2023 is yet another busy year for employers in terms of trying to keep up to date of Employment Legislation developments. These changes impact employers and how they manage their relationship with their employees.
On 16 December 2022, the Government announced the approval of EU Directive on Transparent and Predictable Working Conditions and the regulations introduce a number of new pro-employee rights under the following statutes:
- Terms of Employment (Information) Act 1994
- Organisation of Working Time Act 1997
- Protection of Employees (Fixed Term Work) Act 2003, and
- Workplace Relations Act 2015
The purpose of the Directive was to provide transparency in working arrangements and protection to those employees on less secure contracts, e.g. temporary contract workers. However, the Regulations apply to all employees.
Key Changes to Existing Legislation – Terms of Employment (Information) Act 1994
The “Day 5” statement has been amended to now include additional
· The duration and conditions relating to a probationary period, if applicable.
· The place of work or, where there is no fixed or main place of work, a statement specifying that the employee is employed at various places or is free to determine his or her place of work or to work at various places;
· The title, grade, nature or category of work for which the employee is employed or a brief description of the work;
· The date of commencement of contract of employment;
· Any terms and conditions relating to hours of work (including overtime);
· The training, if any, to be provided by the employer.
Separately, all other terms of employment that are required to be given to the employee under the Terms of Employment (Information) Act 1994 are now required within one month, previously two.
It is also important to note that any change to the information provided must be notified to the employee by or before the day the change takes effect. This was previously one month after the change has occurred.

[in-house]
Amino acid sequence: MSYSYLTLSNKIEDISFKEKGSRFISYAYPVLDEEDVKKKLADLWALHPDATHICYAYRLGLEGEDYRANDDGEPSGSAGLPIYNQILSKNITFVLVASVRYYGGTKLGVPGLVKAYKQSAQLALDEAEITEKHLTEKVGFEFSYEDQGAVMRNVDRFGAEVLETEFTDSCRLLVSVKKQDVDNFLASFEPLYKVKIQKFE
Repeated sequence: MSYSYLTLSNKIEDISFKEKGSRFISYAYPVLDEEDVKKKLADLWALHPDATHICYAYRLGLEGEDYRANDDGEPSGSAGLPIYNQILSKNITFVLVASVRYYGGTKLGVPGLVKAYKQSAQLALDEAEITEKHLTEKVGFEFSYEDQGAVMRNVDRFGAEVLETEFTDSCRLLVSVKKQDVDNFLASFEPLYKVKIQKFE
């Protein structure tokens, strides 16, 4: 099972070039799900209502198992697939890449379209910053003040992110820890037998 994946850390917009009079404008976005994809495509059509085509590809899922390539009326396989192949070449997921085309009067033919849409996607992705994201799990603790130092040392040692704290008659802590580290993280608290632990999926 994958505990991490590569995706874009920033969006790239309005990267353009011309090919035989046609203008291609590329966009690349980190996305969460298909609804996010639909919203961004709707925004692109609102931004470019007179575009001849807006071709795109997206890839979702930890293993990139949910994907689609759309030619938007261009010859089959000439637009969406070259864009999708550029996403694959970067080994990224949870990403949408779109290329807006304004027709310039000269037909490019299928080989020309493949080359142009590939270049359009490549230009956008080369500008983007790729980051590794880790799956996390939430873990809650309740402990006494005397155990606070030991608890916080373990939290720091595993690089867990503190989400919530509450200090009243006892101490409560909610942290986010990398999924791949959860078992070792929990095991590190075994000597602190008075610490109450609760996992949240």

Up to now, probationary periods have been a matter for employment contracts and not subject to statute.
With effect from 1 August 2022, in situations where an employee is subject to a Probationary Period at the commencement of employment, that period shall not exceed six months. Employers may extend probationary periods on an exceptional basis but for no longer than 6 months subject to a 12-month maximum and it is in the interest of the employee to extend the probationary period.
Probationary Periods in Fixed Term Contracts
For fixed term employees, the length of a probationary period must be proportionate to the expected duration of the fixed-term contract and the nature of the work.
Where an employer proposes to renew a fixed-term contract for the same functions and tasks, the fixed-term contract shall not be subject to a new probationary period.
What should employers do now to comply with Regulations?
It is essential for employers to understand their obligations and act in accordance with legislation. It is therefore important that employers review their employment documentation to ensure it aligns with the changes brought about by the Regulations.
In particular the following should be reviewed:
- Review your company policy and procedures around probationary periods
- Ensure employees are not bearing the costs of any mandatory training
- Review how much notice employees receive of their working hours and whether they are always working within their stated ‘reference’ hours
- Review your exclusive service clauses to ensure they are consistent with the new parallel employment rules
- If you have employees working in other EU member states, ensure they receive the level of information required under the Regulations
- Prepare in the event to receive requests from existing employees for an updated written statement of terms of employment that includes all the new terms required under the Regulations.
As always, should you require any further information on this or any other subject in relation to your business please do not hesitate to contact us directly on <ph. 01 849 88 00 or firstname.lastname@example.org>.
by Jacky Kavanagh
DBASS HR Specialist
DBASS Chartered Accountants
This article is for discussion purposes only. For further information on any of the topics covered in this article please contact a DBASS adviser on ph. 01 849 88 00.